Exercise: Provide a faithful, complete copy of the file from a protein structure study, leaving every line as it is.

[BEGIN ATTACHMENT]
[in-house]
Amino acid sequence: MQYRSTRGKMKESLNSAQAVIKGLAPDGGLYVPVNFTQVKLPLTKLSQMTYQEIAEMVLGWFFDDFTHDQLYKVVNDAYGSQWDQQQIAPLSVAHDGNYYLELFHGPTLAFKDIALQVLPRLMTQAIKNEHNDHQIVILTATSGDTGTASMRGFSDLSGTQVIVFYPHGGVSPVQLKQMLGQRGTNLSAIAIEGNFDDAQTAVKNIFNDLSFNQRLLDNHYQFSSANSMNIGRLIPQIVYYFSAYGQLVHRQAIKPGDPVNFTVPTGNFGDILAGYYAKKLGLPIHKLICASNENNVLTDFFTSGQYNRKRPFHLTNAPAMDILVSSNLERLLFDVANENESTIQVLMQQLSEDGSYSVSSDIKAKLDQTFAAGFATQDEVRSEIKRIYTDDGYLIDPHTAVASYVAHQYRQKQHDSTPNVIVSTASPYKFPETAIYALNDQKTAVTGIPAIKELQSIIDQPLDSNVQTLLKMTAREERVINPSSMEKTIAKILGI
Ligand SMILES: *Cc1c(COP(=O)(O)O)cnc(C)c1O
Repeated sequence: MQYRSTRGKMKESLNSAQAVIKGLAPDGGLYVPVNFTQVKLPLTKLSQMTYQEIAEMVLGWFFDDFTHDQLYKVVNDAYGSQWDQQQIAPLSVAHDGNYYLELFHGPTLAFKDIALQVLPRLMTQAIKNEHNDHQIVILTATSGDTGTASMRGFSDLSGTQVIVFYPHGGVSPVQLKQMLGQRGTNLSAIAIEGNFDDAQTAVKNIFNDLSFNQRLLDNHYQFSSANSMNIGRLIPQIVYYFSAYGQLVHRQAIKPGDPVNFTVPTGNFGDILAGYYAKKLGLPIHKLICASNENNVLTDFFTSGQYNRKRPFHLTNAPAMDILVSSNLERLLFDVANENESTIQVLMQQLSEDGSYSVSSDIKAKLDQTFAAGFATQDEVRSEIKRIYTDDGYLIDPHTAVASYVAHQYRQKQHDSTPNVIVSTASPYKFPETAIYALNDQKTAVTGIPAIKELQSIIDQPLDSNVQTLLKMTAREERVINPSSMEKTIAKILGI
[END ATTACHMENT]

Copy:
[in-house]
Amino acid sequence: MQYRSTRGKMKESLNSAQAVIKGLAPDGGLYVPVNFTQVKLPLTKLSQMTYQEIAEMVLGWFFDDFTHDQLYKVVNDAYGSQWDQQQIAPLSVAHDGNYYLELFHGPTLAFKDIALQVLPRLMTQAIKNEHNDHQIVILTATSGDTGTASMRGFSDLSGTQVIVFYPHGGVSPVQLKQMLGQRGTNLSAIAIEGNFDDAQTAVKNIFNDLSFNQRLLDNHYQFSSANSMNIGRLIPQIVYYFSAYGQLVHRQAIKPGDPVNFTVPTGNFGDILAGYYAKKLGLPIHKLICASNENNVLTDFFTSGQYNRKRPFHLTNAPAMDILVSSNLERLLFDVANENESTIQVLMQQLSEDGSYSVSSDIKAKLDQTFAAGFATQDEVRSEIKRIYTDDGYLIDPHTAVASYVAHQYRQKQHDSTPNVIVSTASPYKFPETAIYALNDQKTAVTGIPAIKELQSIIDQPLDSNVQTLLKMTAREERVINPSSMEKTIAKILGI
Ligand SMILES: *Cc1c(COP(=O)(O)O)cnc(C)c1O
Repeated sequence: MQYRSTRGKMKESLNSAQAVIKGLAPDGGLYVPVNFTQVKLPLTKLSQMTYQEIAEMVLGWFFDDFTHDQLYKVVNDAYGSQWDQQQIAPLSVAHDGNYYLELFHGPTLAFKDIALQVLPRLMTQAIKNEHNDHQIVILTATSGDTGTASMRGFSDLSGTQVIVFYPHGGVSPVQLKQMLGQRGTNLSAIAIEGNFDDAQTAVKNIFNDLSFNQRLLDNHYQFSSANSMNIGRLIPQIVYYFSAYGQLVHRQAIKPGDPVNFTVPTGNFGDILAGYYAKKLGLPIHKLICASNENNVLTDFFTSGQYNRKRPFHLTNAPAMDILVSSNLERLLFDVANENESTIQVLMQQLSEDGSYSVSSDIKAKLDQTFAAGFATQDEVRSEIKRIYTDDGYLIDPHTAVASYVAHQYRQKQHDSTPNVIVSTASPYKFPETAIYALNDQKTAVTGIPAIKELQSIIDQPLDSNVQTLLKMTAREERVINPSSMEKTIAKILGI